Mental health problems affect 1 in 4 people every year and no one should feel ashamed. By sharing our experiences, together we can end the stigma.

Find out how to share your own story in our blogging guidelines.

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Talking about mental health helped me overcome my own challenges

Ann, September 29, 2020

As a Time to Change Champion, I wanted to share why I do what I do and how talking about mental health has helped me overcome my own challenges. I am an (almost) 50 year old mum of two, and I have experienced anxiety and depression for most of my adult life as result of the trauma I experienced dealing with an alcoholic parent who has mental health challenges of their own.

Depression can affect anyone, there's not always a reason

Dan, September 17, 2020

My story? Well, I only realised that I had symptoms of clinical depression recently. And probably that I've had it a lot longer than I thought. I was always of the belief that depression was a result of a traumatic event, a loss, stress, unhappiness at home, being bullied, those types of things. But it turns out you can just have bad brain chemistry. My brain just doesn't produce enough serotonin.

There is no shame in experiencing schizoaffective disorder

Josh, September 16, 2020

A few years ago if someone had said to me, Josh you will experience psychosis and it will be confusing and frightening and change your outlook on life forever. I probably would have said something unhelpful. I was ignorant back then. I thought people who suffered schizophrenia or psychosis were dangerous and violent. I hadn’t even heard of schizoaffective disorder!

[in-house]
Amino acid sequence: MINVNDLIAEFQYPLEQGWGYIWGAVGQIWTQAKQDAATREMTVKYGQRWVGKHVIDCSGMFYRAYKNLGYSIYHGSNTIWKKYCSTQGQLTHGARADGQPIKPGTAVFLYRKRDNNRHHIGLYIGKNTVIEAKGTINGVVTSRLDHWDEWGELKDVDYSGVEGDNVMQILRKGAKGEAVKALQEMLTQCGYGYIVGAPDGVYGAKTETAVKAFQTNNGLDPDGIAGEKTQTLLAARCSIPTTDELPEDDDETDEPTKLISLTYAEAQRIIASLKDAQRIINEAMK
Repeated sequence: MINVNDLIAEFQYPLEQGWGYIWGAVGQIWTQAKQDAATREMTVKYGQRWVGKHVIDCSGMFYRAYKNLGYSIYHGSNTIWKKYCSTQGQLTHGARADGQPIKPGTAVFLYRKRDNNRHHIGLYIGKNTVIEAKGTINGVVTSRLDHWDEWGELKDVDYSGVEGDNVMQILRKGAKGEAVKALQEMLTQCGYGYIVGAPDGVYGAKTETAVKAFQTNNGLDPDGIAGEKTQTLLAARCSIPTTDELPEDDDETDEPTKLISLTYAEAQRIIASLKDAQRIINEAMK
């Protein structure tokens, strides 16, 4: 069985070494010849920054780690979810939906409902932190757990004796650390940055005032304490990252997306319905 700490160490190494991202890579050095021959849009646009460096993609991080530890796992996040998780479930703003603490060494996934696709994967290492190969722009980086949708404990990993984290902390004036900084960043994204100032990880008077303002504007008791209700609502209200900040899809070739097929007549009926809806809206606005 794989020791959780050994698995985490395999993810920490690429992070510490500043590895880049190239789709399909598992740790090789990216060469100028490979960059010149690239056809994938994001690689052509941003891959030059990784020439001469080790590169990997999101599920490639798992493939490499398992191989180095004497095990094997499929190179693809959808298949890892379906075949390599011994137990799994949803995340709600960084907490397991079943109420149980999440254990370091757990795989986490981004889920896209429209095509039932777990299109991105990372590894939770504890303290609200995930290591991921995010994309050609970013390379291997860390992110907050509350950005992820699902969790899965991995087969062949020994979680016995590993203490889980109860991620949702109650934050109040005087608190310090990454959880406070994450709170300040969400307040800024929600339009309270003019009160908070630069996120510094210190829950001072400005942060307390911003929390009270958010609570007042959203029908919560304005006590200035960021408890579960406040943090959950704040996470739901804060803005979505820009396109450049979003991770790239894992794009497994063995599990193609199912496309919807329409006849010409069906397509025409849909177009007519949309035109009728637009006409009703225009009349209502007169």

Becoming a Champion helped me realise the importance of talking

David, September 11, 2020

It was just six years ago that I first went to my GP about my mental health. The first time I went, I walked out because I couldn’t speak the words I so desperately wanted to say. The second time, I went with just a few sentences on a small bit of paper that I passed to the doctor... “I’m struggling, I can’t find a way out no matter what I do or try. I’ve felt like this for years, but I can’t cope no more”.

OCD is not an adjective, it's a real mental illness

Mitchell, September 11, 2020

It seems like every few months, I see someone on social media or encounter a stranger in a public setting exclaiming something like “I HATE when things are disorganized. I am SO OCD!” This is not OCD. It is not an adjective.